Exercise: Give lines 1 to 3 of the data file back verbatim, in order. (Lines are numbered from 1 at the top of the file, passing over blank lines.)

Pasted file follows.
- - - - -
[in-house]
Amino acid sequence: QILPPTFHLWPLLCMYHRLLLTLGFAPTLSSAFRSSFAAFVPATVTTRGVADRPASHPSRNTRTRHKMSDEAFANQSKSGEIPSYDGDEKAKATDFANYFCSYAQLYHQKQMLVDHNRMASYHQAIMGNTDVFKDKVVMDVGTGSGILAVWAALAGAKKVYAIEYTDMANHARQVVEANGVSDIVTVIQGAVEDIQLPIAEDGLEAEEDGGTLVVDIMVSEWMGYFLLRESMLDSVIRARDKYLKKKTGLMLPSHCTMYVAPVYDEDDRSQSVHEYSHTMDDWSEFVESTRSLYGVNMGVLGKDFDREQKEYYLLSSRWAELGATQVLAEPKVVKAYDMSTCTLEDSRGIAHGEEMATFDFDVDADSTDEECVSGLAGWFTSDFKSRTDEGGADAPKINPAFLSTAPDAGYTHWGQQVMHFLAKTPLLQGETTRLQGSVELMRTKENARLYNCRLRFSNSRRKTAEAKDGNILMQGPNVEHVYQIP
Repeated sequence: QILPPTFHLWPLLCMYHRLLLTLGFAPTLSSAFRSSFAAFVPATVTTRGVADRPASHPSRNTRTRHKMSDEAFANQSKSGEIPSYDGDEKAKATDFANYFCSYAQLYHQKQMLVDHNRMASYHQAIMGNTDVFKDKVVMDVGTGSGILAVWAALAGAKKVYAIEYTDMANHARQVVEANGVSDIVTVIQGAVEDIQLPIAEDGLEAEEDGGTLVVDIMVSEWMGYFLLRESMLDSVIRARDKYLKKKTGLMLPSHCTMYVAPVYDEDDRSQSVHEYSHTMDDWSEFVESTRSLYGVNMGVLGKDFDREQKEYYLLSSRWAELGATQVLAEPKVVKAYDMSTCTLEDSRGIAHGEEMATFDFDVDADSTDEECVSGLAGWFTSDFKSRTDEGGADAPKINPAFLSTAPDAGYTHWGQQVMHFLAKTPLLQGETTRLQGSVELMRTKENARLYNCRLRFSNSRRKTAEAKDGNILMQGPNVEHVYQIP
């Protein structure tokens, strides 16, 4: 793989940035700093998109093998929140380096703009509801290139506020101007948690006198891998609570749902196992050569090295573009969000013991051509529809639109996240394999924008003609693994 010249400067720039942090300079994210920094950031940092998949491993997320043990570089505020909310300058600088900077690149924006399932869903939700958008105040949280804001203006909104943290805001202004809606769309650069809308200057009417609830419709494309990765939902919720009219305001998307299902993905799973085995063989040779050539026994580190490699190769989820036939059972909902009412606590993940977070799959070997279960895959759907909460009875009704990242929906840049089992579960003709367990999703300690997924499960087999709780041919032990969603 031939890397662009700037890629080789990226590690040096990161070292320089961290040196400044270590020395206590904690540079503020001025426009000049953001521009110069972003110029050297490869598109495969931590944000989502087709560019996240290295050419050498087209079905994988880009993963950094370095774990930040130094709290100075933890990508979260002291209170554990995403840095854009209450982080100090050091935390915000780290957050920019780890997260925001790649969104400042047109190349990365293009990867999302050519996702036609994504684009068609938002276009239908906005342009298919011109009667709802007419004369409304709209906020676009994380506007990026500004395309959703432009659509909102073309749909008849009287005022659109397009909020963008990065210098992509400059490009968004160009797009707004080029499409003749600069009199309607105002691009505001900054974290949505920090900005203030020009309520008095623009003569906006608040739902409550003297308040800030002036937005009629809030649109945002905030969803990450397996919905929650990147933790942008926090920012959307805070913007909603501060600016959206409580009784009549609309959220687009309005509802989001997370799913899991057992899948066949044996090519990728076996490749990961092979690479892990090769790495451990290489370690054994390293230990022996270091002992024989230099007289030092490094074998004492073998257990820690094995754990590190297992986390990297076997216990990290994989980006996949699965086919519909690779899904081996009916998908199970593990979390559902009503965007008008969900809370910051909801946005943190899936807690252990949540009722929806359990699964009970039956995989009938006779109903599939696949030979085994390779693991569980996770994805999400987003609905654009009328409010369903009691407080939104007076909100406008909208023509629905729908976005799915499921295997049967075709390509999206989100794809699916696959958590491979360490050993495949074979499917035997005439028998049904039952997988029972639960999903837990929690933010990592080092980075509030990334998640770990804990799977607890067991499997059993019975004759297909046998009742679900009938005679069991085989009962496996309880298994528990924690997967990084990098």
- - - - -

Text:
[in-house]
Amino acid sequence: QILPPTFHLWPLLCMYHRLLLTLGFAPTLSSAFRSSFAAFVPATVTTRGVADRPASHPSRNTRTRHKMSDEAFANQSKSGEIPSYDGDEKAKATDFANYFCSYAQLYHQKQMLVDHNRMASYHQAIMGNTDVFKDKVVMDVGTGSGILAVWAALAGAKKVYAIEYTDMANHARQVVEANGVSDIVTVIQGAVEDIQLPIAEDGLEAEEDGGTLVVDIMVSEWMGYFLLRESMLDSVIRARDKYLKKKTGLMLPSHCTMYVAPVYDEDDRSQSVHEYSHTMDDWSEFVESTRSLYGVNMGVLGKDFDREQKEYYLLSSRWAELGATQVLAEPKVVKAYDMSTCTLEDSRGIAHGEEMATFDFDVDADSTDEECVSGLAGWFTSDFKSRTDEGGADAPKINPAFLSTAPDAGYTHWGQQVMHFLAKTPLLQGETTRLQGSVELMRTKENARLYNCRLRFSNSRRKTAEAKDGNILMQGPNVEHVYQIP
Repeated sequence: QILPPTFHLWPLLCMYHRLLLTLGFAPTLSSAFRSSFAAFVPATVTTRGVADRPASHPSRNTRTRHKMSDEAFANQSKSGEIPSYDGDEKAKATDFANYFCSYAQLYHQKQMLVDHNRMASYHQAIMGNTDVFKDKVVMDVGTGSGILAVWAALAGAKKVYAIEYTDMANHARQVVEANGVSDIVTVIQGAVEDIQLPIAEDGLEAEEDGGTLVVDIMVSEWMGYFLLRESMLDSVIRARDKYLKKKTGLMLPSHCTMYVAPVYDEDDRSQSVHEYSHTMDDWSEFVESTRSLYGVNMGVLGKDFDREQKEYYLLSSRWAELGATQVLAEPKVVKAYDMSTCTLEDSRGIAHGEEMATFDFDVDADSTDEECVSGLAGWFTSDFKSRTDEGGADAPKINPAFLSTAPDAGYTHWGQQVMHFLAKTPLLQGETTRLQGSVELMRTKENARLYNCRLRFSNSRRKTAEAKDGNILMQGPNVEHVYQIP